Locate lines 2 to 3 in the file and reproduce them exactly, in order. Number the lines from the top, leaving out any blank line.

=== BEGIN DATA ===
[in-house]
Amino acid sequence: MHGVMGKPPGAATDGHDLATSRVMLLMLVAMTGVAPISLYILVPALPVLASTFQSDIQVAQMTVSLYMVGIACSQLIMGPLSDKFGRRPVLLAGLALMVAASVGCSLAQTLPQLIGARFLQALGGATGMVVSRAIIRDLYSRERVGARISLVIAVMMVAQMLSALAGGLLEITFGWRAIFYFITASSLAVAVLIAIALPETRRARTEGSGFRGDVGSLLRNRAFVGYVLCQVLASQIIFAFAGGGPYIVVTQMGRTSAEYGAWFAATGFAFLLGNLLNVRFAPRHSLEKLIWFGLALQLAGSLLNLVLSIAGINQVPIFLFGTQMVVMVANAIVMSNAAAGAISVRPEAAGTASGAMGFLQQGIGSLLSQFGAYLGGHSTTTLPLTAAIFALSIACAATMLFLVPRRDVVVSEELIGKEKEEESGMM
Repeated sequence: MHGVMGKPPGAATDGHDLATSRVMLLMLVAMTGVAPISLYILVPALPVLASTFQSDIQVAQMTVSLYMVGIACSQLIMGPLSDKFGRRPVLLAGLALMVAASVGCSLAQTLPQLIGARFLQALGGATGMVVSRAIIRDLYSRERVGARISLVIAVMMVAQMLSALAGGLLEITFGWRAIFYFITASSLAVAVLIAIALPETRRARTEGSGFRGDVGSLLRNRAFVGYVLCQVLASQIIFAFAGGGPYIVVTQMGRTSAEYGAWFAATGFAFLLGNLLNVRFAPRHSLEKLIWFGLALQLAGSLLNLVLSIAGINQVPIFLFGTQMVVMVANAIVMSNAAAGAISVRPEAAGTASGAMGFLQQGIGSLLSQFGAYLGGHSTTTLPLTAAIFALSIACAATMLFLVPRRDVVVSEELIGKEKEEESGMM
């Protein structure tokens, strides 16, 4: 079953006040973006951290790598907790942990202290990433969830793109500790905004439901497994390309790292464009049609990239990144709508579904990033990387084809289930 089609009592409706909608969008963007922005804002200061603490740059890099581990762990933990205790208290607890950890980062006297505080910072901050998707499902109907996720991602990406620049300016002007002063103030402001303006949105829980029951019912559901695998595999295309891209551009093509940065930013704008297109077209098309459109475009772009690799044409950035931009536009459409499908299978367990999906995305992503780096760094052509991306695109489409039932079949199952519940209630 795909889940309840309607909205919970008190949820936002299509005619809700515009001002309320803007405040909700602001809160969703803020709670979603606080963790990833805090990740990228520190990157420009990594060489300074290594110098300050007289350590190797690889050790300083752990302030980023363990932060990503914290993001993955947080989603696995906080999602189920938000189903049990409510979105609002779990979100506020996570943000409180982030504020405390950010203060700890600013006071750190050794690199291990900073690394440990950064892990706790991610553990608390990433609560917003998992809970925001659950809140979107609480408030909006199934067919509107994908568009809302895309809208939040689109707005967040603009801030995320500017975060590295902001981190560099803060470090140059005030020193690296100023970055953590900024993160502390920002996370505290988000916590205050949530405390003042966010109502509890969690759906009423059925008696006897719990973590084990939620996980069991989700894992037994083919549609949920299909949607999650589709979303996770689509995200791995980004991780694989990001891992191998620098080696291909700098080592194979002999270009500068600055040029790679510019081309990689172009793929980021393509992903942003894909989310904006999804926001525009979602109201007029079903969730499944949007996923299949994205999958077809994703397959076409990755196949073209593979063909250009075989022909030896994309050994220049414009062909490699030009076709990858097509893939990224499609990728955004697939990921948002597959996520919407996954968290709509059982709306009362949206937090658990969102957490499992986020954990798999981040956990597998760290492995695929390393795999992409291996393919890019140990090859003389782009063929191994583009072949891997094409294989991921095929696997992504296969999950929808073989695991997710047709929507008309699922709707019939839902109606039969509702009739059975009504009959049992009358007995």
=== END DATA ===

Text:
Amino acid sequence: MHGVMGKPPGAATDGHDLATSRVMLLMLVAMTGVAPISLYILVPALPVLASTFQSDIQVAQMTVSLYMVGIACSQLIMGPLSDKFGRRPVLLAGLALMVAASVGCSLAQTLPQLIGARFLQALGGATGMVVSRAIIRDLYSRERVGARISLVIAVMMVAQMLSALAGGLLEITFGWRAIFYFITASSLAVAVLIAIALPETRRARTEGSGFRGDVGSLLRNRAFVGYVLCQVLASQIIFAFAGGGPYIVVTQMGRTSAEYGAWFAATGFAFLLGNLLNVRFAPRHSLEKLIWFGLALQLAGSLLNLVLSIAGINQVPIFLFGTQMVVMVANAIVMSNAAAGAISVRPEAAGTASGAMGFLQQGIGSLLSQFGAYLGGHSTTTLPLTAAIFALSIACAATMLFLVPRRDVVVSEELIGKEKEEESGMM
Repeated sequence: MHGVMGKPPGAATDGHDLATSRVMLLMLVAMTGVAPISLYILVPALPVLASTFQSDIQVAQMTVSLYMVGIACSQLIMGPLSDKFGRRPVLLAGLALMVAASVGCSLAQTLPQLIGARFLQALGGATGMVVSRAIIRDLYSRERVGARISLVIAVMMVAQMLSALAGGLLEITFGWRAIFYFITASSLAVAVLIAIALPETRRARTEGSGFRGDVGSLLRNRAFVGYVLCQVLASQIIFAFAGGGPYIVVTQMGRTSAEYGAWFAATGFAFLLGNLLNVRFAPRHSLEKLIWFGLALQLAGSLLNLVLSIAGINQVPIFLFGTQMVVMVANAIVMSNAAAGAISVRPEAAGTASGAMGFLQQGIGSLLSQFGAYLGGHSTTTLPLTAAIFALSIACAATMLFLVPRRDVVVSEELIGKEKEEESGMM